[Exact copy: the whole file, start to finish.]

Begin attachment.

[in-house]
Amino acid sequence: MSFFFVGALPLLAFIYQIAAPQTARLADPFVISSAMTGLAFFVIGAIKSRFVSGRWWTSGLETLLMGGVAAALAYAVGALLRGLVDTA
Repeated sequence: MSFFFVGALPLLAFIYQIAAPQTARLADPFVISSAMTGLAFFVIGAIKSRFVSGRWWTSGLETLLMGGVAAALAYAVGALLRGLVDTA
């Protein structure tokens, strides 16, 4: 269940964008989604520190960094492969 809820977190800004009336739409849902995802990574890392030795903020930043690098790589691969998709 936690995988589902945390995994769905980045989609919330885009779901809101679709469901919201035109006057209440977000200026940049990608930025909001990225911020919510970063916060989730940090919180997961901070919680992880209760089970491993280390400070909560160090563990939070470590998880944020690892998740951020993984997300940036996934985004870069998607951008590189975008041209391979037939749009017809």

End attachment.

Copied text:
[in-house]
Amino acid sequence: MSFFFVGALPLLAFIYQIAAPQTARLADPFVISSAMTGLAFFVIGAIKSRFVSGRWWTSGLETLLMGGVAAALAYAVGALLRGLVDTA
Repeated sequence: MSFFFVGALPLLAFIYQIAAPQTARLADPFVISSAMTGLAFFVIGAIKSRFVSGRWWTSGLETLLMGGVAAALAYAVGALLRGLVDTA
């Protein structure tokens, strides 16, 4: 269940964008989604520190960094492969 809820977190800004009336739409849902995802990574890392030795903020930043690098790589691969998709 936690995988589902945390995994769905980045989609919330885009779901809101679709469901919201035109006057209440977000200026940049990608930025909001990225911020919510970063916060989730940090919180997961901070919680992880209760089970491993280390400070909560160090563990939070470590998880944020690892998740951020993984997300940036996934985004870069998607951008590189975008041209391979037939749009017809």